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once had someone be so friendly and upfront like that. It was a refreshing change from the monotone burnt out tone of voice I usually end up listening to. What is important is not what happened during this phone but after I realized how valuable of a contact he had given me. I felt strongly obligated to thank him or re-pay him in some way. This has taught me to always see the humor in situations and give value away freely to those in need of help. One un-related sales phone call lesson I have learned is that if you have highly qualified the END person that you are trying to reach they will be happy to talk to you because your service is relevant to them and necessary for their success.

Hedge Fund Tips:
Anyone who has the ability to successfully navigate the many channels of capital within the hedge fund industry is worth their weight in gold (and that’s rising every day). There are two major components of marketing and selling a hedge fund which each take constant attention and refining. Understand the DNA of the many distinct distribution channels open to hedge funds for raising capital and Having an electronic hedge fund of fund of hedge fund database of the right people to call on within those channels. While some people develop their own databases from scratch this is often a long painful road with many days spent leaving voicemails with firms that have gone out of business, merged, switched investment focus or charge too high of fees to work with. This has led to many hedge funds investing in fund hedge fund databases that are automatically updated with half a dozen pages of information on fees, structure, management information, etc. This trend with hedge fund databases goes along with the “outsource everything that is not our core competence” model that many both emerging managers and $1B+ players have taken.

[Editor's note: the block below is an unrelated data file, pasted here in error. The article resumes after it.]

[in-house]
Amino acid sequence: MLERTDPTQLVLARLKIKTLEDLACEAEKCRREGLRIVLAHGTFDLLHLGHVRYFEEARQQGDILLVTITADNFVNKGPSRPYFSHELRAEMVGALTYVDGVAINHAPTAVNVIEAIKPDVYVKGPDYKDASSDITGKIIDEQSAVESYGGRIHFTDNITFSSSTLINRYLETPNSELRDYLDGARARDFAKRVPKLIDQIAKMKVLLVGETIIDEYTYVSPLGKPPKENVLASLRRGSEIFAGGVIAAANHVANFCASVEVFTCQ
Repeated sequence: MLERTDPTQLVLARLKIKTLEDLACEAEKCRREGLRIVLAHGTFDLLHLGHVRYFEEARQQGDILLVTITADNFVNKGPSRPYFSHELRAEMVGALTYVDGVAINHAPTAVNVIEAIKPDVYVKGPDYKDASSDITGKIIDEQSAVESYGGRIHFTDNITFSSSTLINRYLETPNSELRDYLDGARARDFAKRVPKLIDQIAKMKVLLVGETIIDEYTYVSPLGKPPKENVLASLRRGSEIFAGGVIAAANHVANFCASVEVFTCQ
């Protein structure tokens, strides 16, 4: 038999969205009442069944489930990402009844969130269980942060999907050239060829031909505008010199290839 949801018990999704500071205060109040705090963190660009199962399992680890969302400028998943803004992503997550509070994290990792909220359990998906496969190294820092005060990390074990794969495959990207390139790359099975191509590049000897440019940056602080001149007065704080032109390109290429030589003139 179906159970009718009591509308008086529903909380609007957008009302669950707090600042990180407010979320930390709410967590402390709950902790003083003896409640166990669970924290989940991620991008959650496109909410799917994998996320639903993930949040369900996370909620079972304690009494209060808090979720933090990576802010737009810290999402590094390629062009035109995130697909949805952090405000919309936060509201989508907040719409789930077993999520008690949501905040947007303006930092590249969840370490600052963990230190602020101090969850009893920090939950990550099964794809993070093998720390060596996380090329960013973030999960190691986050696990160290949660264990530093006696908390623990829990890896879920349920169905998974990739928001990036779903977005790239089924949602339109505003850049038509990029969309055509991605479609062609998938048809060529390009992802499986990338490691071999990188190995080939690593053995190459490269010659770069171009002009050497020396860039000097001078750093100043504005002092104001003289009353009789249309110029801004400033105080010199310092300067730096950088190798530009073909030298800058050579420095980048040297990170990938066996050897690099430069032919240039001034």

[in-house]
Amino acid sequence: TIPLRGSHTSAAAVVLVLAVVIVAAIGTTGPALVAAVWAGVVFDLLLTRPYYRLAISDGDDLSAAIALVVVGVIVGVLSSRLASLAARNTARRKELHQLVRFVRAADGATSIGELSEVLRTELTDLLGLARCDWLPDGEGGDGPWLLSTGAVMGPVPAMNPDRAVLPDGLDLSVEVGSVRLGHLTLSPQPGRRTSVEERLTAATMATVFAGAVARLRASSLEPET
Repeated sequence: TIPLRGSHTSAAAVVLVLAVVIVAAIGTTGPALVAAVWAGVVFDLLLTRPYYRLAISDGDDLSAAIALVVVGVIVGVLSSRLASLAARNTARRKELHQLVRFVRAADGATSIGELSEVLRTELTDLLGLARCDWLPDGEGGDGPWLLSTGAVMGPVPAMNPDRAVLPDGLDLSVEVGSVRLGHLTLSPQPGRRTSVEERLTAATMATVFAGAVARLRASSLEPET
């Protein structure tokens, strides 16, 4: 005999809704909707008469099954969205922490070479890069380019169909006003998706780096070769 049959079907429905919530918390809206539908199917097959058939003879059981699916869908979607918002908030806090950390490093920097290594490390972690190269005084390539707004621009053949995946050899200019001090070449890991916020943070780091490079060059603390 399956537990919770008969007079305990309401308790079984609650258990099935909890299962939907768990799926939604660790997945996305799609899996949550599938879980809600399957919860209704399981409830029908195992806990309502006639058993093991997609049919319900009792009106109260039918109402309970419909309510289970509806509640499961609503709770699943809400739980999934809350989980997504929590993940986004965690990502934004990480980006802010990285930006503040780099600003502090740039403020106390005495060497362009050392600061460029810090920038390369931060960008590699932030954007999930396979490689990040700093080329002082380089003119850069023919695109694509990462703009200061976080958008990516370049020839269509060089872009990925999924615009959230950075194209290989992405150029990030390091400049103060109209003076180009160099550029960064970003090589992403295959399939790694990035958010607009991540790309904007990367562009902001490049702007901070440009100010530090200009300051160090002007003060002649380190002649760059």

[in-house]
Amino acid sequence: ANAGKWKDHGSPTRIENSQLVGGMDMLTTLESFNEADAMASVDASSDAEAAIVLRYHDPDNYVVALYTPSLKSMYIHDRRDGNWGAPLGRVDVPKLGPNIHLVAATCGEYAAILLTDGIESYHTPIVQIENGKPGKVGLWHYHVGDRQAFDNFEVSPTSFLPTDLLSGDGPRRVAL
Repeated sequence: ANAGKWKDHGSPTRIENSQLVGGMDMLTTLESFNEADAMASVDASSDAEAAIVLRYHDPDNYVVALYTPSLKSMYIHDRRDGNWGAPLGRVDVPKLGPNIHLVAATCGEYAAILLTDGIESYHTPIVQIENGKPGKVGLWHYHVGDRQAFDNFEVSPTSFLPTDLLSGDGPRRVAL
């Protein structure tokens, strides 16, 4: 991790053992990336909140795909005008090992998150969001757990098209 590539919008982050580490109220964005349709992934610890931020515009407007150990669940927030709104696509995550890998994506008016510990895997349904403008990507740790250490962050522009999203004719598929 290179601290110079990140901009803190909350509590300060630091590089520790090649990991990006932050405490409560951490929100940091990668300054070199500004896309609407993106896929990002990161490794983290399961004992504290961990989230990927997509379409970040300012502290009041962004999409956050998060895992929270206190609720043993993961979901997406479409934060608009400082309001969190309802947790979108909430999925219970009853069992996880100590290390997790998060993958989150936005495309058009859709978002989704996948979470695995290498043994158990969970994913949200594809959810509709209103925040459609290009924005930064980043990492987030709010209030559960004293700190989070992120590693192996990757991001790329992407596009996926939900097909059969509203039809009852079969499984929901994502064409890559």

9 Fund of Hedge Fund Database Tips
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database here are my top 9 tips:

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If you need a list of hedge fund of funds or are thinking of purchasing a fund of hedge fund directory or